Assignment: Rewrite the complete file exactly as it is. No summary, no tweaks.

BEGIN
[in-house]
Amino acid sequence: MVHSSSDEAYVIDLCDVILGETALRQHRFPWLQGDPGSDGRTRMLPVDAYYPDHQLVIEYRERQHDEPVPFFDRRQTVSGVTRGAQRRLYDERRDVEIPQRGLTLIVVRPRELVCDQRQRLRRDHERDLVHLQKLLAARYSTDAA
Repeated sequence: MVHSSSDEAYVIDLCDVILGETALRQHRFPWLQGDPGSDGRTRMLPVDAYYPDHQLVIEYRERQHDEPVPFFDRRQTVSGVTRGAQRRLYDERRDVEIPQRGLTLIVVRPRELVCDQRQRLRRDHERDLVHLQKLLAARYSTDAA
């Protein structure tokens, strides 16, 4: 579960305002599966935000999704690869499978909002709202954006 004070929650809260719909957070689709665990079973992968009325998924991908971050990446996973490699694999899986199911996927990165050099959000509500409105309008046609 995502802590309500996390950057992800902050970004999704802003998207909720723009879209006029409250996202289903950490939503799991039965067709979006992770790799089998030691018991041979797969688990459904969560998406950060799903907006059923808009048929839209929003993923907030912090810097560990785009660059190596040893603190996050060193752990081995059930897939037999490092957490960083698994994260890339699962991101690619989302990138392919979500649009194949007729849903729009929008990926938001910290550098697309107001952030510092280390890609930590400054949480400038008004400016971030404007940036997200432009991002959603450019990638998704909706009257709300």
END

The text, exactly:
[in-house]
Amino acid sequence: MVHSSSDEAYVIDLCDVILGETALRQHRFPWLQGDPGSDGRTRMLPVDAYYPDHQLVIEYRERQHDEPVPFFDRRQTVSGVTRGAQRRLYDERRDVEIPQRGLTLIVVRPRELVCDQRQRLRRDHERDLVHLQKLLAARYSTDAA
Repeated sequence: MVHSSSDEAYVIDLCDVILGETALRQHRFPWLQGDPGSDGRTRMLPVDAYYPDHQLVIEYRERQHDEPVPFFDRRQTVSGVTRGAQRRLYDERRDVEIPQRGLTLIVVRPRELVCDQRQRLRRDHERDLVHLQKLLAARYSTDAA
């Protein structure tokens, strides 16, 4: 579960305002599966935000999704690869499978909002709202954006 004070929650809260719909957070689709665990079973992968009325998924991908971050990446996973490699694999899986199911996927990165050099959000509500409105309008046609 995502802590309500996390950057992800902050970004999704802003998207909720723009879209006029409250996202289903950490939503799991039965067709979006992770790799089998030691018991041979797969688990459904969560998406950060799903907006059923808009048929839209929003993923907030912090810097560990785009660059190596040893603190996050060193752990081995059930897939037999490092957490960083698994994260890339699962991101690619989302990138392919979500649009194949007729849903729009929008990926938001910290550098697309107001952030510092280390890609930590400054949480400038008004400016971030404007940036997200432009991002959603450019990638998704909706009257709300």